This tangible interface project involved building video prototypes, conceptual hardware models and software to explore various interactions.

Kill-a-liter main image Prototype demos feedback on water usage and faucet interactions.

Kill-a-Liter is a device to help households reduce water consumption by exposing usage information I designed with Hazel and Niranjan for the Tangible User Interface course. The current prototype is designed akin to a Brita Water filter, attachable to any faucet. As water usage increases, the device begins to slowly restrict water flow from the faucet based on preset thresholds. The user is allowed to obtain full water flow again by performing a simple pumping action.

While designing the device, we experimented with various techniques to change water flow in order to inform users of their usage. Many interactions for increasing the water flow such as 'shouting at the faucet' and 'twisting the device' were explored. The pumping action was choosen as it was easiest for users to relate to increasing flow. It is simple enough to not annoy users and people enjoyed using it. However, there is a need for testing the device in real environments to gauge its effectiveness.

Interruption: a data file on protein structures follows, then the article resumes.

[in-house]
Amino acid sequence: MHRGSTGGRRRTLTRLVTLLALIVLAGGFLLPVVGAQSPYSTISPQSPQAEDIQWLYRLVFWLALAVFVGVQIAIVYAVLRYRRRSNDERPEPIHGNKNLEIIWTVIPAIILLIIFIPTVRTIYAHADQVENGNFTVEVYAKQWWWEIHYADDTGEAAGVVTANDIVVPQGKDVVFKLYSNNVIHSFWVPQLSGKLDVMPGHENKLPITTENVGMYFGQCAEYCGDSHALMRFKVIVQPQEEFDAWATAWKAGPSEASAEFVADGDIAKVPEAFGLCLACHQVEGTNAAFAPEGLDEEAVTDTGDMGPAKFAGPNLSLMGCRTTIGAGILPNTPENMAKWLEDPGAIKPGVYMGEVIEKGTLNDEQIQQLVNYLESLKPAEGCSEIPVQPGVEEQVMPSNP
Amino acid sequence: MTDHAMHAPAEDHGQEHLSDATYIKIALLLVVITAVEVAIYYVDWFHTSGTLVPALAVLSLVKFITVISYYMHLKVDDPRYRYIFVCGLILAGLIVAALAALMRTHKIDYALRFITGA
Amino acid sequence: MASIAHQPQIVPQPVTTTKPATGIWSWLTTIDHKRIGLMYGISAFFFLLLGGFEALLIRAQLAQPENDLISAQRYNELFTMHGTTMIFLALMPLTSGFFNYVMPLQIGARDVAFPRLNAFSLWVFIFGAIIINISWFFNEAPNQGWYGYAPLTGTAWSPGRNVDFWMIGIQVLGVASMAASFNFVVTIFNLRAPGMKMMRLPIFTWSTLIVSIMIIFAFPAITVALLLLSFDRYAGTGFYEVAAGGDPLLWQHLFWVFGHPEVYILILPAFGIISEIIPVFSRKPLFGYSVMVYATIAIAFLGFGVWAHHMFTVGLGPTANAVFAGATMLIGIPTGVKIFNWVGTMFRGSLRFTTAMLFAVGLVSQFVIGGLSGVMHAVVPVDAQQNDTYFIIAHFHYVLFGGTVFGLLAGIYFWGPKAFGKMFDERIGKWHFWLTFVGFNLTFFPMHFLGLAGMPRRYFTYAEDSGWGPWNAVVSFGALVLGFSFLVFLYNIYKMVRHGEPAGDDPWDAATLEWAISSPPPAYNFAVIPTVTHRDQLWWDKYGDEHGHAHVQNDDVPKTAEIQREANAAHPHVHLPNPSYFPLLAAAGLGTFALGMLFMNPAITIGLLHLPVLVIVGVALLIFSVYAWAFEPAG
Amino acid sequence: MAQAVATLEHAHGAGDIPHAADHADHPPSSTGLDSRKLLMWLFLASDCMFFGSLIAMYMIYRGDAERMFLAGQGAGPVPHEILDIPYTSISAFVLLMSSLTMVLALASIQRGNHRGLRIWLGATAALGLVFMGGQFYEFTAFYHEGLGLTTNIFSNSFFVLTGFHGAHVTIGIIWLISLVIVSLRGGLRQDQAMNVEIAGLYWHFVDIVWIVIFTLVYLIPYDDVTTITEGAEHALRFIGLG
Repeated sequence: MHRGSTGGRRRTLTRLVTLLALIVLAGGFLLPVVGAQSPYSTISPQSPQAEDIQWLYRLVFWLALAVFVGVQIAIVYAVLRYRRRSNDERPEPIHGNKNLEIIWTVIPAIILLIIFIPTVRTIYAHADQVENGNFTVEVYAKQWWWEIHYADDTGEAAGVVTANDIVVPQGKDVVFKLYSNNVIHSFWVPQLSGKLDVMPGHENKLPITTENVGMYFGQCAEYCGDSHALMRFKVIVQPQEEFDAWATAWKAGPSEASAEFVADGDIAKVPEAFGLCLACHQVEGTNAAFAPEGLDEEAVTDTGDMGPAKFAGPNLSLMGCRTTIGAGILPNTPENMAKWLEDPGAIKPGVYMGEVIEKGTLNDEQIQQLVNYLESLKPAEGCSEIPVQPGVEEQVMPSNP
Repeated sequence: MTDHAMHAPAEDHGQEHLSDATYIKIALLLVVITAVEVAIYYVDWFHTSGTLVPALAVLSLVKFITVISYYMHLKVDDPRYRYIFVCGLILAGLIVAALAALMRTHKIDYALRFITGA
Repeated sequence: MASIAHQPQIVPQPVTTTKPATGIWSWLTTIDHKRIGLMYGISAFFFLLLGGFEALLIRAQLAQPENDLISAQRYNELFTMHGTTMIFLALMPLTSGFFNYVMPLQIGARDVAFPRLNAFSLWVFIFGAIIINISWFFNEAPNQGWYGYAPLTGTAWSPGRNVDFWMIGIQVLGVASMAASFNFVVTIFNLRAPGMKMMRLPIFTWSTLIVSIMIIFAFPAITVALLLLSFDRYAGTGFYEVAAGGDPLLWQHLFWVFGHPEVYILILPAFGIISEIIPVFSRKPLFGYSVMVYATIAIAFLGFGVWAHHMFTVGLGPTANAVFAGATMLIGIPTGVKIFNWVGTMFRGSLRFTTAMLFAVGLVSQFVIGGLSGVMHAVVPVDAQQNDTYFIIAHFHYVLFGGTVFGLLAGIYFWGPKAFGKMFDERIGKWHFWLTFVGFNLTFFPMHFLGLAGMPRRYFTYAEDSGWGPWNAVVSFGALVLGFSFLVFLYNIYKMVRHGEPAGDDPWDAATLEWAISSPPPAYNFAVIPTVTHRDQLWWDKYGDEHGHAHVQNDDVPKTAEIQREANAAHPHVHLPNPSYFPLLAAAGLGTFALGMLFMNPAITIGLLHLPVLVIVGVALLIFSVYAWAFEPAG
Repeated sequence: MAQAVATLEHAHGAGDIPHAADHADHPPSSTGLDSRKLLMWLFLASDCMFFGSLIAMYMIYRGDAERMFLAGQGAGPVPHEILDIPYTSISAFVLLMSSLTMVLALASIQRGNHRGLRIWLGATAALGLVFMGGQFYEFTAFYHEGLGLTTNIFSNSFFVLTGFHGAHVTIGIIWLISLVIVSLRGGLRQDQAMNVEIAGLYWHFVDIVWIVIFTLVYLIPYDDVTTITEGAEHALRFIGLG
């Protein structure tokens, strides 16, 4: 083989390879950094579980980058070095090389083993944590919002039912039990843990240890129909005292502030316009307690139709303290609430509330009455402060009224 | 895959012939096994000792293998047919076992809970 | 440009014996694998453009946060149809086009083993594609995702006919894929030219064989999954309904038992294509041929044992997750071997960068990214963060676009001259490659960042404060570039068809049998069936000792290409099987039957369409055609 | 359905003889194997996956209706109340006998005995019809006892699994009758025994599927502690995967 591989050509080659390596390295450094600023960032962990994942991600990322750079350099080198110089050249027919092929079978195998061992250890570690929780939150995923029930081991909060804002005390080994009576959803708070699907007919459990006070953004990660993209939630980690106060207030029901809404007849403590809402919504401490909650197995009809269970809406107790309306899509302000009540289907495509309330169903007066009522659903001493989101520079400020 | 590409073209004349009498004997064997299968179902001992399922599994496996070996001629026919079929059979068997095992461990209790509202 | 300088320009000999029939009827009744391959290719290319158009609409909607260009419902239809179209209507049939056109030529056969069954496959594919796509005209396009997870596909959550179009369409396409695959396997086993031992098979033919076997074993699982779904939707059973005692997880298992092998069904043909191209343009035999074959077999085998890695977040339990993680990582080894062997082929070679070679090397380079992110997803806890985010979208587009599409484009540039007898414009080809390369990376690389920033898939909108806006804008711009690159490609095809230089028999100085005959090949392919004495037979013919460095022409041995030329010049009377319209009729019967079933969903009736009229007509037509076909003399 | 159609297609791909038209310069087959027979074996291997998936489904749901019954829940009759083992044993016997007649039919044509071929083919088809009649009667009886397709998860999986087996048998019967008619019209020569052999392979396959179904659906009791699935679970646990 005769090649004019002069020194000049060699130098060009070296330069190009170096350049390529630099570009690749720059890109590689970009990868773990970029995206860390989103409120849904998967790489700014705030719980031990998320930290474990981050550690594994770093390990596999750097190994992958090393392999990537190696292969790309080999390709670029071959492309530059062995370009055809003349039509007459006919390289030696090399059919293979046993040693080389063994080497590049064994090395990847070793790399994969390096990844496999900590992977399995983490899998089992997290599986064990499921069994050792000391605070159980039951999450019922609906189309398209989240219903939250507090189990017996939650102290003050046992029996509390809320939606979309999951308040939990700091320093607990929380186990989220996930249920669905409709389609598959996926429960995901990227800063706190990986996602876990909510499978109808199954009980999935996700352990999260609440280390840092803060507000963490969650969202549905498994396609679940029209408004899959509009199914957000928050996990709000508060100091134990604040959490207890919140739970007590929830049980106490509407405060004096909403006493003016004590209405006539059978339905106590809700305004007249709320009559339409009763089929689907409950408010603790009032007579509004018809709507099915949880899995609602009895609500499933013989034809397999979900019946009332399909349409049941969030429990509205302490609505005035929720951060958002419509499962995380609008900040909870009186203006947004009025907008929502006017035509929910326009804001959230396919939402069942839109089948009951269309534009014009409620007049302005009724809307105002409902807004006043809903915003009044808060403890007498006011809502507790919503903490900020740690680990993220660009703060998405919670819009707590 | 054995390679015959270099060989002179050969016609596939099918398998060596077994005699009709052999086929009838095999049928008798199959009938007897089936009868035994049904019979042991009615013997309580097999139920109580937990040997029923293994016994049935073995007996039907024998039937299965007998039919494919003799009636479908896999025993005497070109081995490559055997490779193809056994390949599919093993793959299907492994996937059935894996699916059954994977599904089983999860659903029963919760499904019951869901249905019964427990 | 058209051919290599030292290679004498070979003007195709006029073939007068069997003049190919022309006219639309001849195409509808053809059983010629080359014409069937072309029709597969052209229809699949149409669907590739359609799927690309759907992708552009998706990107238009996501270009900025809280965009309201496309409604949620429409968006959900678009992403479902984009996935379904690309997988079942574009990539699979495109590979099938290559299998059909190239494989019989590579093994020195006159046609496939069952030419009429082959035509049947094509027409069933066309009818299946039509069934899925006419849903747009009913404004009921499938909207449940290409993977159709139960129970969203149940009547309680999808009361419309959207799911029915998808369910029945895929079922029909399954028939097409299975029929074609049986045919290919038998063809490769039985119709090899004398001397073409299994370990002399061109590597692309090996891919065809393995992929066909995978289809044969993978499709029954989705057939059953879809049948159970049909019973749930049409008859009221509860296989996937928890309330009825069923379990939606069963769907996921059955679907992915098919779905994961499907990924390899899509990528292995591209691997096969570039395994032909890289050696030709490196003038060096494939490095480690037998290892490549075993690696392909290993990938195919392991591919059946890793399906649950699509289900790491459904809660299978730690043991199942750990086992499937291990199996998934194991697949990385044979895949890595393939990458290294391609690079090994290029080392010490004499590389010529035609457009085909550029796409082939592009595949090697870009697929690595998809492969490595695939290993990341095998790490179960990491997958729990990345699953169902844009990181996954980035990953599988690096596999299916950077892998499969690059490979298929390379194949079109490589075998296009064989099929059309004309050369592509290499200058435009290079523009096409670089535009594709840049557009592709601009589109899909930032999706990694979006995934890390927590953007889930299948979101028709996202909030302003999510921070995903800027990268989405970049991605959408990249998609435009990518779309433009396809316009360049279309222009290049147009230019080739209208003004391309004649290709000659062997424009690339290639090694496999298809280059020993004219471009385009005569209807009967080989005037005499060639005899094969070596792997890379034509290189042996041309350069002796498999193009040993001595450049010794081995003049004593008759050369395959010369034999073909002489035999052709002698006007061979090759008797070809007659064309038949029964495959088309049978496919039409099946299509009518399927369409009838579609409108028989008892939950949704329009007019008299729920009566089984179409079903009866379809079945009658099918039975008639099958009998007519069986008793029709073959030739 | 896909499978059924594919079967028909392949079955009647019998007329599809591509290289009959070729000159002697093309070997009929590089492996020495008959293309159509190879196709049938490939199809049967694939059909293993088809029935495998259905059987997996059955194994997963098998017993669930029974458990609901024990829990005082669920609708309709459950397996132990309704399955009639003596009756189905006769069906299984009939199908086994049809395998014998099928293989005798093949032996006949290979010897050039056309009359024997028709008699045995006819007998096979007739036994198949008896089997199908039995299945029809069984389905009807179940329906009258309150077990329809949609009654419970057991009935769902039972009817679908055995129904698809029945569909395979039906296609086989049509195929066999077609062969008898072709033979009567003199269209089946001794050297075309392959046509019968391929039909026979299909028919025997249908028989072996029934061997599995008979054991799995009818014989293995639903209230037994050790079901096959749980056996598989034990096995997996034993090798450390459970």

Goals for the project were to explore fun tangible interactions that could help people be more aware of their water usage. We were aiming for a device that could be used in households. Design for water conservation for public spaces would require very different considerations. Our expectation was to take advantage of various social and cognitive variables to motivate behavioral changes in household water usage. Our team looked at various energy conservation projects and taxonomies to help us explore various directions. Other ideas included:

My Role:
Concept Generation, Arduino Programming, Research, Prototype Construction (Plumbing)

Project Team:

Niranjan Krishnamurthi
Hazel Onsrud